What will the politicians do about the ferries?

This year there will be a general election, and the various parties will be asking for your votes. We asked all the candidates what their policy on improving the ferries would be. Here are their answers (printed in the order received).

All the candidates believe we need regulation of the ferries as an absolute minimum. Island Labour has started discussions with the shadow transport team. Reform UK is the only party to have a specific statement of policy from their party leader. Joe Robertson, for the Conservatives, wants to work on a cross-party basis at Westminster. The LibDems believe we need similar subsidies to Scotland.

The Green Party wants price caps and penalties, but in the longer term an answer to the ferries being run for greed and profit. MP, Bob Seely thinks a new policy is needed to enable him to work with the council. He seems to have forgotten that he was ever a councillor (indeed for seven months he was both a councillor and MP).

 

Island Labour and Richard Quigley (no candidates formally selected yet)

The best way is regulation then nationalisation. Regulation is far from perfect, but it is a first step to forcing the ferry companies to meet agreed operational standards. Island Labour MPs would work to make sure that Islanders are never again extorted and held captive by far-away investment funds that use our ferries as a cash cow. I’ve started the conversation with Louise Haigh, Shadow Transport Minister. What is clear is that, despite an 80-seat government majority, our beleaguered MP, Bob Seely, doesn’t have the ear of ministers. For seven years he has and clearly will do nothing.

 

Reform UK: Sarah Morris (IW East) and Ian Pickering (IW West)

Reform UK’s position on this is clear and comes directly from party leader, Richard Tice. We have two options open to us. The first is to include our ferries in the critical transport infrastructure that a Reform government plan to purchase 50 per cent of. In our case the 50 per cent share would be handed to the Isle of Wight Council, so we would directly benefit from any profits.
The second option is to impose a minimum service requirement along with either dictating a specific pricing structure or a profit margin that they have to work within. Both of these ideas are common sense and should have been implemented already.

 

Conservative: Joe Robertson (IW East)

The ferry service seems to get worse not better. Wightlink in particular seems to show a remarkable indifference to the disruption caused to the lifeline service it is supposed to provide. It seems to think that operating like an airline is satisfactory, and fails to properly understand it is serving a domestic population that has no other means of getting off the Island. It is plain the only way to achieve permanent improvement to services at reasonable prices is for the ferries to be regulated. If elected, I will work cross-party in Westminster to secure the law and regulation we need. It is crucial we take party politics out of the issue and work together with whoever forms the next government.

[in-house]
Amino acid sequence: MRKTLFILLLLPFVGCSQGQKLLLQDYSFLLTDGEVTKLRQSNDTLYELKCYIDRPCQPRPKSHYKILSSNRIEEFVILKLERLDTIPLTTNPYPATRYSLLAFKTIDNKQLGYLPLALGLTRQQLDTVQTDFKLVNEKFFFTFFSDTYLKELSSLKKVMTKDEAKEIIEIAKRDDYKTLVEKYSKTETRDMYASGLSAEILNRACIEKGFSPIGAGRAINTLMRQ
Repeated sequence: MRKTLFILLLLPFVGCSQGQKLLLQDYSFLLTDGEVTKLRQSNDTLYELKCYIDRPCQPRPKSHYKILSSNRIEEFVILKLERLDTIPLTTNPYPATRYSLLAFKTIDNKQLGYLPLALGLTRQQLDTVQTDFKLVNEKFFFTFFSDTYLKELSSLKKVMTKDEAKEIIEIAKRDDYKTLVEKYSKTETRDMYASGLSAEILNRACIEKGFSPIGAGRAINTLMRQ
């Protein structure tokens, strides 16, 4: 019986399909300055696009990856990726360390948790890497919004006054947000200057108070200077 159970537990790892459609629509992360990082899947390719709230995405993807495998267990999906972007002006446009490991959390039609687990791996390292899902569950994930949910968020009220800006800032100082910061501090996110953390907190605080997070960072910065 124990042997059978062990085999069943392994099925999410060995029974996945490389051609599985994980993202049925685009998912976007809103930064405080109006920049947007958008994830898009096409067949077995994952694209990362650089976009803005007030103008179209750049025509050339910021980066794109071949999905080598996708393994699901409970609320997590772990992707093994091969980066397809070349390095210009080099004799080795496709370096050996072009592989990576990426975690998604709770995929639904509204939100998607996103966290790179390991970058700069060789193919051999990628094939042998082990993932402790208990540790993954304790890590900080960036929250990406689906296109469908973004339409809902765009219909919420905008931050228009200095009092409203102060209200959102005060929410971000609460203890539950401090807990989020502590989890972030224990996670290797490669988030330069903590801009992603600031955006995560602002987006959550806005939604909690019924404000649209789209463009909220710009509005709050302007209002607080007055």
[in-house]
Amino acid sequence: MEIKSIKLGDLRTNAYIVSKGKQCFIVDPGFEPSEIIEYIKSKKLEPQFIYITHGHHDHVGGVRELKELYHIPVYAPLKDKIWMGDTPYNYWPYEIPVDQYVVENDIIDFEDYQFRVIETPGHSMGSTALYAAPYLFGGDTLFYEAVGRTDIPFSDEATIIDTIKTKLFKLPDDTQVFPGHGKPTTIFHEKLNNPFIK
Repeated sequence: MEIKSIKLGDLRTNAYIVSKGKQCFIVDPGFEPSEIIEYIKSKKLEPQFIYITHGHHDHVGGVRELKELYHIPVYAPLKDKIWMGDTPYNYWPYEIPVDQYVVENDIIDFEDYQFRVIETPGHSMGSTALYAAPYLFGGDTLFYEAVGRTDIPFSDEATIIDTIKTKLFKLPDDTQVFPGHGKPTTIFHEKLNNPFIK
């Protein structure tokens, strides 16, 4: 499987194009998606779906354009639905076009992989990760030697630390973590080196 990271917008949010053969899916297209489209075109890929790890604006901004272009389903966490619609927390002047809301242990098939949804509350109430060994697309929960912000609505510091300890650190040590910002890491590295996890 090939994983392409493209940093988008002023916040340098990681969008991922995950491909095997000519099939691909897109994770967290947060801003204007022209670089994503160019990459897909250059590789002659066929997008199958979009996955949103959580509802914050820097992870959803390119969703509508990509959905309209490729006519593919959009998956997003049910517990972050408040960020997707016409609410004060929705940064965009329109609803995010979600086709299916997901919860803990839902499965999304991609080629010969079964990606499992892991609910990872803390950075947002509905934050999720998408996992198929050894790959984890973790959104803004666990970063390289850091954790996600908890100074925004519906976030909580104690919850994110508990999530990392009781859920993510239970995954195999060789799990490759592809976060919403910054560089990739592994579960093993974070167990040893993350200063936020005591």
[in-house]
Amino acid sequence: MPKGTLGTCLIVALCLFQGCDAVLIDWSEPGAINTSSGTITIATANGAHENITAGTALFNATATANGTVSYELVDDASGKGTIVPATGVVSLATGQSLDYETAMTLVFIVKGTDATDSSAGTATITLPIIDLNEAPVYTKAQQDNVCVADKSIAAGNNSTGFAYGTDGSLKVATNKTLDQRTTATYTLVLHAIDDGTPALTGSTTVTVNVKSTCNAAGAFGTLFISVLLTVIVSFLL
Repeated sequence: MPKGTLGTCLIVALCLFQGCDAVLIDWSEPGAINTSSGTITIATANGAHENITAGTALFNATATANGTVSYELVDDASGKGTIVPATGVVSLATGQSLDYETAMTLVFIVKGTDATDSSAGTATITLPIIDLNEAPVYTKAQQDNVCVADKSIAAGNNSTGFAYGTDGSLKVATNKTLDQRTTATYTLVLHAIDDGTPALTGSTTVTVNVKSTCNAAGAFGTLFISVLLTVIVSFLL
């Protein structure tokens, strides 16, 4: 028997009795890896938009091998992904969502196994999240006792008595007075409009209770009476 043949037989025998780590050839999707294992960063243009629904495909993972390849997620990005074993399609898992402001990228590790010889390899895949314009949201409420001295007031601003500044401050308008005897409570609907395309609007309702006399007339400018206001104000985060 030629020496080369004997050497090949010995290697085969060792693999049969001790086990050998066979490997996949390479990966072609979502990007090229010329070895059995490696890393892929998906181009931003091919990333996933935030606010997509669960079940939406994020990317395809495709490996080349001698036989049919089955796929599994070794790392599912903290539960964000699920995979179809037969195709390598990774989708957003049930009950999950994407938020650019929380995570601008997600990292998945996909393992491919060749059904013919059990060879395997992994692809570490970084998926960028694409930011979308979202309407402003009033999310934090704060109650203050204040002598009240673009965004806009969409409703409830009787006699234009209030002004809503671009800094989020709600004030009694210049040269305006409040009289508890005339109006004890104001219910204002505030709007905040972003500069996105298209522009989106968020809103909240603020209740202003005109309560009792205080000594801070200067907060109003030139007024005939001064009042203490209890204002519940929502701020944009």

Liberal Democrats: Nick Stuart (IW West) & Michael Lilley (IW East)

The ferries are owned by large financial companies only interested in pumping Island money into their wallets. It is clear we need regulation of ferries – for fares, finances, rates of return, ferry renewals and co-ordination with other transport links; service obligation – to ensure the frequency and reliability of sailings and direct support – for a similar road transport equivalent as in Scotland.

Nick’s recent council motion, that passed unanimously, was to support an Island Act or similar legislation specifically including ferry regulation.

We would seek primary legislation to address our Island isolation. As that takes time we will seek rapid responses from any government to deal with the ferry problems to our businesses, residents, visitors and NHS patient travel.

 

Green Party: Vix Lowthian (IW East) & Cameron Palin (IW West)

We are committed to calling on the next government to introduce a public service obligation as well as a regulator. This would include a minimum service agreement, price caps and penalties for the company when they break such agreements. However, these measures are only short and medium term. Ultimately we feel, in the longer term, that the best way forward is to nationalise our ferries and take them out the hands of being run for profit and corporate greed.

 

 

Conservative: Bob Seely (IW West) – current MP

I fully understand and share the frustrations of Islanders when cross-Solent ferry services are cancelled. We need a new initiative on the ferries. I believe we need a public service obligation on cross-Solent providers.

The council is the transport authority, but has never had a policy or even a statement of intent on the ferries – that needs to change so that we can collectively work together to lobby for this. I am producing a joint statement of intent, which I hope the council will agree, and then I will ask councillors to prepare a motion on it so that we have an agreed position.

With the ferry companies seeking investment from the government for greener vessels and infrastructure, now is the time to act.